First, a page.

Cheryl Beychok’s smartphone paintings are portals into a spiritual world.
In the late 19th century, Southern California attracted misfits, idealists, and entrepreneurs with few ties to anyone or anything. Swamis, spiritualists, and other self-proclaimed religious authorities quickly made their way out West to forge new faiths. Independent book publishers, motivational speakers, and metaphysical-minded artists and writers then became part of the Los Angeles landscape. City of the Seekers examines how the legacy of this spiritual freedom enables artists to make creative work as part of their practices.
Art made on mobile devices is nothing new, but what happens when an established, near-lifelong sculptor takes to her smartphone to illustrate? In Cheryl Beychok's case, the result is a range of vivid, swirly, and psychedelic portraits of languorous women occupying the unseen space between earth and the spirit world.
Beychok has been making art since she was a little girl, when she illustrated her class assignments with watercolors and pencil. (She even went so far as to sell artwork to her classmates for a whopping nickel apiece.) As a teen, she relocated to Israel for three years, where she studied English literature and embraced her burgeoning career as an artist.
Soon, Beychok had a strange dream she was in France, exploring the streets of Montmartre. Six months later, she won a pair of tickets to Paris, which were mailed to her on her birthday. She took all of it as a sign and went with a friend. In the midst of a major bout of déjà vu, Beychok happened to glance over at a studio that literally had her first name on it. The studio belonged to a sculptor, and it was then that she decided to pursue the discipline herself.
With sculptures characterized by unique perspective and scale, Beychok says she's influenced by the work of Rodin, Michelangelo, and Bernini, just to name a few. Not one to be restricted to a single art form, however, she eventually turned to drawing on her iPhone. Her newest creations are at once soothing and unsettling; vivid and dark; simple and thought-provoking. In other words, they’re visual embodiments of the contradictions inherent in each of us.
"I don’t know what prompted it," she says of her decision to take up smartphone art. "I had heard David Hockney was making art on an iPad, and I thought I’d see what it was all about. I certainly didn’t know I’d burst out into colors; I tended to stay away from painting and color—I liked the simplicity of shape and volume. I thought color would just explode my brain and I’d be paralyzed trying to make choices. So it just evolved organically."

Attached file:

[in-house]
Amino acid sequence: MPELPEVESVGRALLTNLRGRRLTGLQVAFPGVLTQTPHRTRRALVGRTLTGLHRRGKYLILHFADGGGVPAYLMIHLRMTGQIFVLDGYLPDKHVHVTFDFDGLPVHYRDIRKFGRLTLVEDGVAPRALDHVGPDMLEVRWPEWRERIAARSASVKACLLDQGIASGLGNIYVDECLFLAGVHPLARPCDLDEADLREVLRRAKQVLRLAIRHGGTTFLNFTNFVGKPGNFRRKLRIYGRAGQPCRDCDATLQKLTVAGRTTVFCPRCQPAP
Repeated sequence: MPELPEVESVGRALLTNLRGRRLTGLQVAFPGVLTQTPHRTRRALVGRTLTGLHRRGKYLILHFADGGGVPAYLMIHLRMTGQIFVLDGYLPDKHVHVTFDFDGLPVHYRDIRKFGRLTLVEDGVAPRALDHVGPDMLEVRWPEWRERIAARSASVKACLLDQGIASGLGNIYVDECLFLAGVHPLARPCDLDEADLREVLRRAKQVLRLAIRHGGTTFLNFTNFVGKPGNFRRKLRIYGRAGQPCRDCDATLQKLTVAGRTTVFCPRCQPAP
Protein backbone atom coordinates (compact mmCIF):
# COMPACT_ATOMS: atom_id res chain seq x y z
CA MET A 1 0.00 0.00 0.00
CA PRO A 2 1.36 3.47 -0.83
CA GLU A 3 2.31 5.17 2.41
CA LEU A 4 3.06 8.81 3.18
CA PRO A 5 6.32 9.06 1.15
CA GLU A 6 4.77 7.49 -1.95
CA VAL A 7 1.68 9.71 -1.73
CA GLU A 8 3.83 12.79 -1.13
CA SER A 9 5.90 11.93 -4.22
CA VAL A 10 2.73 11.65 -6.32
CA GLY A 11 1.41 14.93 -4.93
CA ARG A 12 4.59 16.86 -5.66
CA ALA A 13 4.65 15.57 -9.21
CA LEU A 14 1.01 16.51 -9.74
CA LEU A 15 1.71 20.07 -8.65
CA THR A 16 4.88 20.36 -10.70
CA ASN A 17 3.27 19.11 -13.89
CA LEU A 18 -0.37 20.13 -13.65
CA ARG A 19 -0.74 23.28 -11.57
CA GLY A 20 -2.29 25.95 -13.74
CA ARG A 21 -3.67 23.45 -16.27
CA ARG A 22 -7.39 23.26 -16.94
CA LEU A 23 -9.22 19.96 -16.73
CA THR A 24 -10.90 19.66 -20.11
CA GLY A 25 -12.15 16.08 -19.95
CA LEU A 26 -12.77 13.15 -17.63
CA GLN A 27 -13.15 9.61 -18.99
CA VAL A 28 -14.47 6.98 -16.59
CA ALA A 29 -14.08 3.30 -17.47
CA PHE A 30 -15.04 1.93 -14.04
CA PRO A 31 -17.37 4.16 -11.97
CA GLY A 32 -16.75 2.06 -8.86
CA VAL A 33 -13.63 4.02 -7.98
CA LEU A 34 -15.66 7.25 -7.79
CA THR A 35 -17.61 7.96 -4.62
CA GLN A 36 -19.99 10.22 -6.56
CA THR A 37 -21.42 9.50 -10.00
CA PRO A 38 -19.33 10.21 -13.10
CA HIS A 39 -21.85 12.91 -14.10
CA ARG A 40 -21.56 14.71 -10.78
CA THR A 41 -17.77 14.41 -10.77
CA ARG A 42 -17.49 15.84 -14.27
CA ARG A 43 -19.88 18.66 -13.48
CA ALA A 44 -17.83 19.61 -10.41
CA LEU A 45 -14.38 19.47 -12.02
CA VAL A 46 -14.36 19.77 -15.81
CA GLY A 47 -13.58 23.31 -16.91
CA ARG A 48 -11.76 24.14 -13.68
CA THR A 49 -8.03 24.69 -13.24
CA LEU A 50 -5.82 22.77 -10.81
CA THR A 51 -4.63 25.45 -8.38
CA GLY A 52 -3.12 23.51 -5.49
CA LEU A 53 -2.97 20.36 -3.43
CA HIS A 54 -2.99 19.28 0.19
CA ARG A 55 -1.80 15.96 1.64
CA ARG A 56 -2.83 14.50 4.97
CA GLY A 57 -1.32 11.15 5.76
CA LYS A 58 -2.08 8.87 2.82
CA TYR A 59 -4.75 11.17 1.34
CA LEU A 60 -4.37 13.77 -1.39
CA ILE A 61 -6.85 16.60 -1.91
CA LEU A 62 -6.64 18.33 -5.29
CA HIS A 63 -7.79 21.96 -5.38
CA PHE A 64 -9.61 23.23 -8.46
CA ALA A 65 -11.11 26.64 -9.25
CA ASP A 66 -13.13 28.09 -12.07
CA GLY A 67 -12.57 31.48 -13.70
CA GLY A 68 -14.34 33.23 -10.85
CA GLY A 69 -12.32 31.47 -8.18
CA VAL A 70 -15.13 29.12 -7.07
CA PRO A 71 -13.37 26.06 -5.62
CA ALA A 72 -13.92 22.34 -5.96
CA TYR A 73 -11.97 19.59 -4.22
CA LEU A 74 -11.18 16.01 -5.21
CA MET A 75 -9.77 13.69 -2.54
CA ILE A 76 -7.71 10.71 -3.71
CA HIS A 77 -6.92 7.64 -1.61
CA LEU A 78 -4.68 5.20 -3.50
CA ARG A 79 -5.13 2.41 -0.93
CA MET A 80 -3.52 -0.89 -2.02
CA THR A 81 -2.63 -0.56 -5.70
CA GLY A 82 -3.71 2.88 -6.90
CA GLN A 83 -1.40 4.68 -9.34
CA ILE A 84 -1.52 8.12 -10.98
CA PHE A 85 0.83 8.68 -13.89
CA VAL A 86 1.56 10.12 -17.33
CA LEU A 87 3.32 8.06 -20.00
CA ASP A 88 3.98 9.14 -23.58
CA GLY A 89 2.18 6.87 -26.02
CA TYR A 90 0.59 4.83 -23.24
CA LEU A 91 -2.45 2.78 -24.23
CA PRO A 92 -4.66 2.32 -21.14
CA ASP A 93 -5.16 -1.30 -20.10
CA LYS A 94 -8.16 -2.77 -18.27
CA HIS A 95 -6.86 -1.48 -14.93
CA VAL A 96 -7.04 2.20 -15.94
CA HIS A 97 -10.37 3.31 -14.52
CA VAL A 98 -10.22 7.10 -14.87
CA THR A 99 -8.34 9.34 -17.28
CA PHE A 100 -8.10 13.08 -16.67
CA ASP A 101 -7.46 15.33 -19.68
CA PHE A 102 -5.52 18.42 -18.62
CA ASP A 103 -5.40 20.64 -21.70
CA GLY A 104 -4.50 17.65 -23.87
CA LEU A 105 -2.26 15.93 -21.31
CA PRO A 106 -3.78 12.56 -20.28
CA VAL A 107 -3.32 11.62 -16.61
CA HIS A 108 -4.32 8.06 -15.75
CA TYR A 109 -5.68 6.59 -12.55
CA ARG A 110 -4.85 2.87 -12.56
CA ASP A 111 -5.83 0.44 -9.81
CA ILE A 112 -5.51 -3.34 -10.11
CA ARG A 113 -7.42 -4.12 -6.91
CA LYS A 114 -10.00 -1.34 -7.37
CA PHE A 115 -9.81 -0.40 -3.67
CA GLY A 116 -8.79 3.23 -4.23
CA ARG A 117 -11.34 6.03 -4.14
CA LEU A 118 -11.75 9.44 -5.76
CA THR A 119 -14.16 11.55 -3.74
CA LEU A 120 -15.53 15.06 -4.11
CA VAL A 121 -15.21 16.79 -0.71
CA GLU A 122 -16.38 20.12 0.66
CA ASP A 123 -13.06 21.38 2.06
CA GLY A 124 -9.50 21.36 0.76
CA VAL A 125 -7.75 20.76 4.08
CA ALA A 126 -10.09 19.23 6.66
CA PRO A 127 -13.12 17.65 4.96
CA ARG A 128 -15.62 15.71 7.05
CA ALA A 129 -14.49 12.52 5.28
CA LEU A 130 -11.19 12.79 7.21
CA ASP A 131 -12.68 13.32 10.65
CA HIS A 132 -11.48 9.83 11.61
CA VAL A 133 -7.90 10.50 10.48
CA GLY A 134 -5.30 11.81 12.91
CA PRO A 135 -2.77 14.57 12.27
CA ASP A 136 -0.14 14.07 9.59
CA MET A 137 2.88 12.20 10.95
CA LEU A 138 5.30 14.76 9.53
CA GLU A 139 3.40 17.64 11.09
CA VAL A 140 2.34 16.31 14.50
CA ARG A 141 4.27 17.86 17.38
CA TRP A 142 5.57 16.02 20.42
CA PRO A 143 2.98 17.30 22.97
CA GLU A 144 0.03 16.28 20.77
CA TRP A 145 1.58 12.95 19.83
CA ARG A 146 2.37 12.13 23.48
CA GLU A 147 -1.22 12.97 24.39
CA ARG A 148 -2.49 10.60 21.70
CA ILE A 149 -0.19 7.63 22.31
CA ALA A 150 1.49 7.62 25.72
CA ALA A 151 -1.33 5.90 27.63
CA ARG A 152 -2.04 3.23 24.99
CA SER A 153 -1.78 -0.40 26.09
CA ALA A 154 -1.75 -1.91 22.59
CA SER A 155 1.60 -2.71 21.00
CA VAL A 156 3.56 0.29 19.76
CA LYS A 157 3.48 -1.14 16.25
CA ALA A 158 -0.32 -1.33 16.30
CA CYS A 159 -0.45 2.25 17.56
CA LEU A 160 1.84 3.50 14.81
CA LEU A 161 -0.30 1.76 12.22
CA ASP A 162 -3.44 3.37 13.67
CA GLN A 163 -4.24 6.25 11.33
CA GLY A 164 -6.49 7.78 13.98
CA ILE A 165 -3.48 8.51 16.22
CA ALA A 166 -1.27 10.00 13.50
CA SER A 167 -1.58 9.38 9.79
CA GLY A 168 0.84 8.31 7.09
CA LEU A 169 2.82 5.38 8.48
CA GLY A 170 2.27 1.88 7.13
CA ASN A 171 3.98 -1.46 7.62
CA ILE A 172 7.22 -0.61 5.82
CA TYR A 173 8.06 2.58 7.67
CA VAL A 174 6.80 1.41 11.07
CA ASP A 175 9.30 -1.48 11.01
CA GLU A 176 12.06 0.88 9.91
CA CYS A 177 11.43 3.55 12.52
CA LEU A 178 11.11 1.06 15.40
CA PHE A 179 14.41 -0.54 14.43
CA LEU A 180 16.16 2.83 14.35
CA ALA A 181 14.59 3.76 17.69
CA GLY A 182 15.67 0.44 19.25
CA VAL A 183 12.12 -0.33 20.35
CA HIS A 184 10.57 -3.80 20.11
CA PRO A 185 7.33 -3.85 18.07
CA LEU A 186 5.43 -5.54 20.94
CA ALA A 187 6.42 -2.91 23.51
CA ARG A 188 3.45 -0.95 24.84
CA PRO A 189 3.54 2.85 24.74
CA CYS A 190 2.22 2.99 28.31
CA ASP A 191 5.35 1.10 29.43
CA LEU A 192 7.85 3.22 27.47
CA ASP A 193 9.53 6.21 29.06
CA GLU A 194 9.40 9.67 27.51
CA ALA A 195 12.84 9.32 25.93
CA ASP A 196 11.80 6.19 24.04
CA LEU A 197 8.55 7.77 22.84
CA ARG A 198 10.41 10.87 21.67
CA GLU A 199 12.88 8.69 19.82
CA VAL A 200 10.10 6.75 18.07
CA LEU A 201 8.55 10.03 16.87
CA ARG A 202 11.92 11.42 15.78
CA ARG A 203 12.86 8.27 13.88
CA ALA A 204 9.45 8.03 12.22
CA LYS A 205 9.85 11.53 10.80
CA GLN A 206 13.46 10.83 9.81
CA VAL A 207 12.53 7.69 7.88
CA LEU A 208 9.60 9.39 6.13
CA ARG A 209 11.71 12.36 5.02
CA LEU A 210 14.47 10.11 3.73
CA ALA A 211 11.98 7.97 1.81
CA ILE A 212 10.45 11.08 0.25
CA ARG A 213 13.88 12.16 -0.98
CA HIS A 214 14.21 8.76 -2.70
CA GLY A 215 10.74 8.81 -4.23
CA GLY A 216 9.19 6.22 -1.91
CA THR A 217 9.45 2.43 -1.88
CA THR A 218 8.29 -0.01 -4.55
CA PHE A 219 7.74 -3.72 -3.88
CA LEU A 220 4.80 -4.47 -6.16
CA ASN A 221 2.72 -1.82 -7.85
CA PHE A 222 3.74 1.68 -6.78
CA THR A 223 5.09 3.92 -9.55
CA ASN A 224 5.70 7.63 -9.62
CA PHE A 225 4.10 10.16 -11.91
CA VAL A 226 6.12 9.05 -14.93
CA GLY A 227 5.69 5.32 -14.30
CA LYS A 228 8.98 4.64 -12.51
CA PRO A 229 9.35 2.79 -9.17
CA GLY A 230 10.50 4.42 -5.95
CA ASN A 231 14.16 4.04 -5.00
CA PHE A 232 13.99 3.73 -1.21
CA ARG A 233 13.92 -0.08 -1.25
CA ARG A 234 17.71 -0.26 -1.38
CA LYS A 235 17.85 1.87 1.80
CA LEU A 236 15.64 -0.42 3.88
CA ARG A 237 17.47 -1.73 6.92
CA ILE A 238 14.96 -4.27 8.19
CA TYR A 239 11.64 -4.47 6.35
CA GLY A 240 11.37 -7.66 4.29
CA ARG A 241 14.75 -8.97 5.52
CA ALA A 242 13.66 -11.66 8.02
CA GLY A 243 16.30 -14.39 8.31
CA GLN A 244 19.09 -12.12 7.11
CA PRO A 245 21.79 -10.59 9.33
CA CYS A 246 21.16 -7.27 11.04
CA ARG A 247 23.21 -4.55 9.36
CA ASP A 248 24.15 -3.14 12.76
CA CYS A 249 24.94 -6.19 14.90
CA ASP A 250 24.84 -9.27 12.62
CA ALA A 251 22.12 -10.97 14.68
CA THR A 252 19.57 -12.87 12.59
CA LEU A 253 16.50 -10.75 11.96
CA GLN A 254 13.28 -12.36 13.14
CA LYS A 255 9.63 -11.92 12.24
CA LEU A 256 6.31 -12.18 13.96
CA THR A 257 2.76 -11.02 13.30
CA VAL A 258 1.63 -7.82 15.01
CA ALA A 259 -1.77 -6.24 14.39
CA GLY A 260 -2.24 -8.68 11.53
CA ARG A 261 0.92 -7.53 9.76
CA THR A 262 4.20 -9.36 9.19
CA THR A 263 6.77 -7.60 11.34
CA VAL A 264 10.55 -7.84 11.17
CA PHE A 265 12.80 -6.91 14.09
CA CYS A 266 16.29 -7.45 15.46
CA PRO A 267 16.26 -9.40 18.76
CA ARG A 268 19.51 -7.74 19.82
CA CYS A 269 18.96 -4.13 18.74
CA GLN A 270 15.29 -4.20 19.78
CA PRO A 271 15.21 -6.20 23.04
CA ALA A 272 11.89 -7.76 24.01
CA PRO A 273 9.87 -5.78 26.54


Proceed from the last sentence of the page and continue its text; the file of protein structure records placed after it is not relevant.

When it comes to her process, Beychok resists being confined by timelines and deadlines. She lets her work develop gradually, without the restriction of a finishing date. "I consider myself a vessel through which the creative process travels," she explains. "I have learned not to analyze the gift or try to figure out the mechanics of how it flows through me. I just try to get out of the way and allow it. And, lately, I have felt 'I’m going to need a bigger boat.'"
Beychok has been living in Southern California since the age of three, after her father "got tired of the cramped quarters of Brooklyn." She was raised with tales of Jewish people emerging from slavery and wandering the desert, as well as the notion of tikkun olam ("repair of the world"). As Beychok decribes, "It is the idea that we bear responsibility not only for our own moral, spiritual, and material welfare, but also for the welfare of society at large."
Just like a lot of other people, Beychok found herself believing that LA was a cultural desert for a long time. But she eventually came around to seeing that it's a place full of inspiration and wonder. "The wide open spaces, diversity, and all manner of spiritual offerings contribute to a non-oppressive environment and foster my creative freedom of expression," she says. "Extricating oneself from enslavement (in whatever form it takes) and coming out the other side to exuberance, excitement and enlightenment would probably be my notion of spirituality."